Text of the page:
The Department of Defense manages infrastructure to support military operations the world over. It maintains a global real property portfolio of over half a million facilities, with a replacement value of nearly $1 trillion. Maintaining its facilities to withstand everything from regular wear and tear to the projected impacts of climate change is critical for military operations and servicemembers’ quality of life.
Infrastructure Week is a good time to take note of an aspect of DOD we don’t usually think about—its role as manager of a tremendous inventory of infrastructure. In today’s WatchBlog, we take a look at some of our recent work on DOD’s infrastructure, a GAO high-risk issue.
DOD’s infrastructure upkeep is expensive. Yet in 2016, we found that the military services had failed to request or spend the amount of money DOD set as a budgetary goal for maintaining infrastructure. Servicemembers we spoke with described poor conditions at some facilities, including heating and cooling system problems, leaking roofs and windows, and mold and mildew. Base officials told us that they prioritize repair work for mission-critical infrastructure, such as airfields and hangars.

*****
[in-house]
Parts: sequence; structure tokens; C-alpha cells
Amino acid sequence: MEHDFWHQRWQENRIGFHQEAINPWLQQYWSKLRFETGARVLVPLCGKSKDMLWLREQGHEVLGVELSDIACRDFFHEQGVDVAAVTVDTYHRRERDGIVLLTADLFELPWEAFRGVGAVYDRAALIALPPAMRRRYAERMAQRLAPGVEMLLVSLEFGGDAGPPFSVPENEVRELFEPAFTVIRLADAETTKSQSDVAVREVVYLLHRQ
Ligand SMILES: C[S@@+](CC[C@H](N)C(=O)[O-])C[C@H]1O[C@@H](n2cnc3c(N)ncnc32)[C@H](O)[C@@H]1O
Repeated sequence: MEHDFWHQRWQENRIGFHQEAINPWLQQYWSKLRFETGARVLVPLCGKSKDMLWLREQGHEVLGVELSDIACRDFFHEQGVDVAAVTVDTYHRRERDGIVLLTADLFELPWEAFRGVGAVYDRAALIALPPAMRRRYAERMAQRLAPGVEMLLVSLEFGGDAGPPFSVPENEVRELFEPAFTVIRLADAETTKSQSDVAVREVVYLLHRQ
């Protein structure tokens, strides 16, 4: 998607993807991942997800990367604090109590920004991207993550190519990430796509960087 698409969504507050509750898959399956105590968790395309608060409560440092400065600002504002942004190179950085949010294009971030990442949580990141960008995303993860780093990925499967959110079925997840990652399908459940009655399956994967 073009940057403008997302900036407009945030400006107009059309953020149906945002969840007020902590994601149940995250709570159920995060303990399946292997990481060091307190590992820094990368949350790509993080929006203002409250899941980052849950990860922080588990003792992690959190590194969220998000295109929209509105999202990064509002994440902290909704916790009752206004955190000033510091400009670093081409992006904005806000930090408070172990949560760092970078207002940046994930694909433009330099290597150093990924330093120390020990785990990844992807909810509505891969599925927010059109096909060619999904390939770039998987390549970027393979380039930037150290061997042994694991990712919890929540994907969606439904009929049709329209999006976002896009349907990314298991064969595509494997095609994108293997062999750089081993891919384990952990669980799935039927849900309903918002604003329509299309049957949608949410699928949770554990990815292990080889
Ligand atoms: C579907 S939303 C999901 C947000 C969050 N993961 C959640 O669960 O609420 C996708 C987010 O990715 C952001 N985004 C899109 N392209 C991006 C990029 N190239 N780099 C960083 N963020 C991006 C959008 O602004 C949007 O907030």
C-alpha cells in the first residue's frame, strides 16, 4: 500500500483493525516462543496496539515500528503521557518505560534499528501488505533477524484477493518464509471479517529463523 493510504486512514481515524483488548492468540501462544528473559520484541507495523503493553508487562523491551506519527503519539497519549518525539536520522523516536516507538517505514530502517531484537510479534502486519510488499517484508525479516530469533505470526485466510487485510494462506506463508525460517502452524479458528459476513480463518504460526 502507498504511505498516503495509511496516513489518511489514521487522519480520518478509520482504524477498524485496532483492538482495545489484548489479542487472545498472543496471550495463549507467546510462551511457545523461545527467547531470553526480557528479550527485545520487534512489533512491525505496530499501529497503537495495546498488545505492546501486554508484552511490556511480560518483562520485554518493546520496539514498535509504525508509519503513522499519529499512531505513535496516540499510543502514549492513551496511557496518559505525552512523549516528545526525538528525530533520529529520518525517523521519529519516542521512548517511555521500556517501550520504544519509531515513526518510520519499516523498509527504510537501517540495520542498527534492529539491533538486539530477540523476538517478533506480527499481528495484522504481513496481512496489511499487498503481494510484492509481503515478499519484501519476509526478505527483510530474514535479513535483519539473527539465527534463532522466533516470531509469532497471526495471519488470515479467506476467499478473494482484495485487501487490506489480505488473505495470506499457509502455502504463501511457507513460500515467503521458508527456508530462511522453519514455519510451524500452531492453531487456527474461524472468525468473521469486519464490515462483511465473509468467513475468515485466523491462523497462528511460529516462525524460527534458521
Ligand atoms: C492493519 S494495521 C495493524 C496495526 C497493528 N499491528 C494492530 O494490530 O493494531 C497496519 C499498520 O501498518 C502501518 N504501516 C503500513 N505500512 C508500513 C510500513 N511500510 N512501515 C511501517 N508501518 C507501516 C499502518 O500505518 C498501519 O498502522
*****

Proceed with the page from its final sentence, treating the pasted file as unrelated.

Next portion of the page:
Most servicemembers have the option to either live in privatized military housing or to live off base in the surrounding local communities. Servicemembers pay their rent—whether living on the installation or off—with their basic allowance for housing payments. Developers operate 99 percent of domestic military housing. They rely on servicemembers’ monthly basic allowance for housing payments, and it is the key source of funding for maintaining housing infrastructure. But DOD began reducing these payments in 2015. In 2018, we reported that DOD has not fully assessed the effects of those reductions on the financial condition of its housing projects.
DOD has recognized the increased importance of taking into account climate change projections in planning for the almost 600 sites it manages overseas. However, we recently reported that some planned construction projects funded by host nations—such as repairing seawalls to protect ammunition depots in the Pacific—do not account for a potential increase in average sea levels. Further, DOD, rather than host nations, pays for these facilities’ sustainment and maintenance—the types of costs often associated with climate change impacts. We recommended that DOD include climate change data and projections in building standards.
For more information on this and DOD’s management of other infrastructure, check out our high-risk list and full reports.